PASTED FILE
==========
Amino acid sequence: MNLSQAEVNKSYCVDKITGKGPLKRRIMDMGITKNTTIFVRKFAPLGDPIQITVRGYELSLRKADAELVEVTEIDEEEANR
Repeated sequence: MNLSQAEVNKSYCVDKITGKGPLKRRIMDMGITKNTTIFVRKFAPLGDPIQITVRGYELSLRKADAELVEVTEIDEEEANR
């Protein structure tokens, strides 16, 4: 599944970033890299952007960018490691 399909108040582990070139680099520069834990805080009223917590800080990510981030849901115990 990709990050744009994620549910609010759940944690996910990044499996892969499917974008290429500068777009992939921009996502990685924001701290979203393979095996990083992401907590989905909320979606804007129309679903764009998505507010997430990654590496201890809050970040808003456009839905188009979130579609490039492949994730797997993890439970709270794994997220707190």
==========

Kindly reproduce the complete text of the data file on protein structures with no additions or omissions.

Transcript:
Amino acid sequence: MNLSQAEVNKSYCVDKITGKGPLKRRIMDMGITKNTTIFVRKFAPLGDPIQITVRGYELSLRKADAELVEVTEIDEEEANR
Repeated sequence: MNLSQAEVNKSYCVDKITGKGPLKRRIMDMGITKNTTIFVRKFAPLGDPIQITVRGYELSLRKADAELVEVTEIDEEEANR
């Protein structure tokens, strides 16, 4: 599944970033890299952007960018490691 399909108040582990070139680099520069834990805080009223917590800080990510981030849901115990 990709990050744009994620549910609010759940944690996910990044499996892969499917974008290429500068777009992939921009996502990685924001701290979203393979095996990083992401907590989905909320979606804007129309679903764009998505507010997430990654590496201890809050970040808003456009839905188009979130579609490039492949994730797997993890439970709270794994997220707190």